upward lightning

What is upward lightning?

Over the past few years, Dakota USA native Tom A Warner and his colleagues have been filming lightning on high-speed cameras. They have captured 776 naturally occurring lightning flashes, recording speeds as high as 100,000 images per second. Forty-one of the flashes were upward flashes originating from tall towers in Rapid City. Recording at speeds this high allows a detailed examination of what happens during lightning strikes, and Tom has done a lot of work on upward lightning.


Upward Lightning

The most important finding about upward lightning is that it primarily occurs when there is a nearby positive cloud-to-ground flash. The electric field change caused by the preceding flash causes an upward positive leader to initiate from a tall object such as a building, tower or wind turbine. The shape of the tall object and the resulting enhancement in the electrical field makes it possible for an upward leader to form following a nearby flash. Tom and his colleagues call this lightning-triggered upward lightning, and the upward leader would not develop if the tall object were not present. This is shown below in a fascinating high-speed video.


Source: Downward Positive Cloud-to-Ground Lightning Flash Triggers Upward Positive Leaders from Towers from ZT Research on Vimeo.


Another lightning series below

Source: Lightning captured at 7,207 images per second from ZT Research on Vimeo.

During winter snow storms, Tom's research also shows that tall objects can initiate upward leaders without preceding triggering flashes. These findings are very important because many tall structures are being built, especially wind turbines. These structures are experiencing lightning currents from upward lightning at a much higher rate than they might experience from normal downward lightning, even up to 100 times more often. Therefore, there is a much greater chance of damage. Also, it is unclear what global atmospheric impacts (i.e. atmospheric chemistry), if any, may result from the increase in lightning (specifically upward lightning) due to artificial tall objects.


Technical Information

Tom's high-speed captures use Vision Research Phantom cameras which can record over 100,000 images per second. The cameras are operated manually. Even with 16 GB of memory, the camera can only record about 2 secs video. Therefore, it continually records using a buffer loop. When a flash occurs, they trigger the camera system at the end of the flash, and the system saves the preceding 2 sec of video. The captured flash is somewhere in the saved recording, which they then download to hard drives.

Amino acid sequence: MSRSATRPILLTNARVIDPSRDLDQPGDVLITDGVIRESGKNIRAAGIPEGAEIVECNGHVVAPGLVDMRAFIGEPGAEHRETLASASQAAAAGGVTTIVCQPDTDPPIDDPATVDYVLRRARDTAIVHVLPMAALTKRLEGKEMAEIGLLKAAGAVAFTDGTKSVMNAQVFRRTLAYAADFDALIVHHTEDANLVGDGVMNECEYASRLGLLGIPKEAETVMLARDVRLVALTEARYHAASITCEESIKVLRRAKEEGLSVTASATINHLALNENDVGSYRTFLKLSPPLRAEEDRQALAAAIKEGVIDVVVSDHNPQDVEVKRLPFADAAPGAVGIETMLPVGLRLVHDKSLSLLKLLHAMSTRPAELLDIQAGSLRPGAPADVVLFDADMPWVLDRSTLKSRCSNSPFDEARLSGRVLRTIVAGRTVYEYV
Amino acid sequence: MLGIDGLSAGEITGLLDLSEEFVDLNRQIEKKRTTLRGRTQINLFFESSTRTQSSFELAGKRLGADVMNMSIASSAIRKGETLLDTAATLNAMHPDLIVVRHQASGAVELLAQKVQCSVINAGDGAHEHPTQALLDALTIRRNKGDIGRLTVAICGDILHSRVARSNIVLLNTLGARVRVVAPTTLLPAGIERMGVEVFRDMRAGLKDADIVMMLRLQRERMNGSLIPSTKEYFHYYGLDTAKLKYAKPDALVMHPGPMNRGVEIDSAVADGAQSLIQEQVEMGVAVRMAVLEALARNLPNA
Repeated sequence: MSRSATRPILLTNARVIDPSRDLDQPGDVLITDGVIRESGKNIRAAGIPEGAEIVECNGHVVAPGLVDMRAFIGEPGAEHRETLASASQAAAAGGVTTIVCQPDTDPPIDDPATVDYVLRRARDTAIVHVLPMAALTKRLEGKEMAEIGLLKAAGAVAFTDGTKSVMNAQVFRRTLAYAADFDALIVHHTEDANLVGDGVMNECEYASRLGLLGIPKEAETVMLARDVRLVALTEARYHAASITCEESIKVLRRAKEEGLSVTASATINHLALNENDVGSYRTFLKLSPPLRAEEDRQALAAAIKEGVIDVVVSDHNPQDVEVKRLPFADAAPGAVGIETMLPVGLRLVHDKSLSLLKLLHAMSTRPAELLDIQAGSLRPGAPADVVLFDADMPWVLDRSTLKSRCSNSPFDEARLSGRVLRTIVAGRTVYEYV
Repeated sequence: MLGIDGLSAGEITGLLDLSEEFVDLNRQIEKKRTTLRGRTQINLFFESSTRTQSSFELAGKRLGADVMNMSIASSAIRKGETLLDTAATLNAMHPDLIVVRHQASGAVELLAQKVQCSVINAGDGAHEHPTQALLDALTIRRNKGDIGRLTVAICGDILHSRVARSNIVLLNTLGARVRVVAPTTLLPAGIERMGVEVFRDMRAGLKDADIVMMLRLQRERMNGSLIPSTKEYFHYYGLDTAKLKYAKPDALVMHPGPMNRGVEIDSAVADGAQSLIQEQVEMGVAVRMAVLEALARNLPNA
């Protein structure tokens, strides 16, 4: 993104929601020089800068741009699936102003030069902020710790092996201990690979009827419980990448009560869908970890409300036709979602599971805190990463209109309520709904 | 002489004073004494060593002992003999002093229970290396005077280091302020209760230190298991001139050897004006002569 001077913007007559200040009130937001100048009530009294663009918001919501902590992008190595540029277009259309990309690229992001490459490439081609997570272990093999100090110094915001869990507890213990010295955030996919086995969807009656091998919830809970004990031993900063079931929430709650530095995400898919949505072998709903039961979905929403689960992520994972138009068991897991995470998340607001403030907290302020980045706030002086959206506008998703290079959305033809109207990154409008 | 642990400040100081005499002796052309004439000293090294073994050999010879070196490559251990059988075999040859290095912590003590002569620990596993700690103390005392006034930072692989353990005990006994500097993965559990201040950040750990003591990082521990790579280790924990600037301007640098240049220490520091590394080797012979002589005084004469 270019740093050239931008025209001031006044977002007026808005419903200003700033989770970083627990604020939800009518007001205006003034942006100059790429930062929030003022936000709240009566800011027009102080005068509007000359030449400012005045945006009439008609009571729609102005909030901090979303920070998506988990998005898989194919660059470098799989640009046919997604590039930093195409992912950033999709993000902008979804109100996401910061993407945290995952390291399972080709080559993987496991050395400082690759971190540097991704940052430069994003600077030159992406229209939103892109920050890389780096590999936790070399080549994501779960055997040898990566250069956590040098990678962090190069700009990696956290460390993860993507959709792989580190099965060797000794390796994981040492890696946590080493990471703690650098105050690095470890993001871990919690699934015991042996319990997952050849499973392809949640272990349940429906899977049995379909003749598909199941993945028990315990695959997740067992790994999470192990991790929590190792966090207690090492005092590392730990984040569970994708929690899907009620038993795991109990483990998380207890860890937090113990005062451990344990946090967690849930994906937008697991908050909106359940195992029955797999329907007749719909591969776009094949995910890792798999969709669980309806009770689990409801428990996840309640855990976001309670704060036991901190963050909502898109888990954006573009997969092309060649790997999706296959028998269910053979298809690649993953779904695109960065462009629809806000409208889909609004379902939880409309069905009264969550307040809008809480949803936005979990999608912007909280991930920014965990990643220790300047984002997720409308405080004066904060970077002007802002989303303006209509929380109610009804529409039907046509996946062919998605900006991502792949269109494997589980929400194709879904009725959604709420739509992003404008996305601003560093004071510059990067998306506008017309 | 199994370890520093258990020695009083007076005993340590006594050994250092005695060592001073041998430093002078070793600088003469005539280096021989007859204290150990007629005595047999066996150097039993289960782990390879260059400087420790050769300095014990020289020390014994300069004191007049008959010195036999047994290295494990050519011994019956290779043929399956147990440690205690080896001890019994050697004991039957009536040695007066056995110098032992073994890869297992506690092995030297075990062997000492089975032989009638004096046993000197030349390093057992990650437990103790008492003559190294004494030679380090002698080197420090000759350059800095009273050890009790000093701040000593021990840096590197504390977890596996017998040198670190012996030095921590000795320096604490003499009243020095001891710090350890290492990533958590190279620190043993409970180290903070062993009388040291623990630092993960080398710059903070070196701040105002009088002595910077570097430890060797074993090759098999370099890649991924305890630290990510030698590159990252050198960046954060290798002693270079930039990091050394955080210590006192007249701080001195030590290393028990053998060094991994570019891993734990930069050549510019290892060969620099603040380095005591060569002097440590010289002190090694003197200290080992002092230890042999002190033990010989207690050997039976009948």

The video plays back on the computer at 30 images per second, so watching a 1-sec flash recorded at 10,000 images per second would take 5 1/2 minutes. Likewise, a 1-sec flash recorded at 100,000 images per second would take over 55 min to watch. Tom and fellow students, therefore, spend most of their winter looking at and analyzing the high-speed recordings.

What is really interesting is that upward lightning occurred at St Peter's Basilica only hours after the pope resigned in February 2013.

Read more about lightning photography in this blog on how to photograph lightning strikes.


About Tom A Warner

Tom A Warner Tom was born in the USA in 1965 and has a first degree in Atmospheric Sciences from the University of California and a Masters in Atmospheric Science from South Dakota School of Mines and Technology. He worked as a research scientist for the Institute of Atmospheric Sciences, Rapid City, South Dakota, from 2000 to 2004, where he piloted the armour-plated T-28 Storm Penetrating Aircraft.

Tom is currently working toward a PhD degree in Atmospheric and Environmental Sciences from the South Dakota School of Mines and Technology.

Tom is also a photographer specializing in aerial, weather, lightning and night/low-light still imagery. In 2007, he used high-speed digital cameras to capture lightning.

Read about the UPLIGHTS project.

Visit Tom's ZT Research blog

See more of Tom's lightning videos on Vimeo

Lightning can strike the ground, the air, or inside clouds, but there are roughly 5 to 10 times more cloud flashes than cloud-to-ground flashes. Discover the different types of lightning in this MetMatters post.

Categories: Weather
Tags: Lightning

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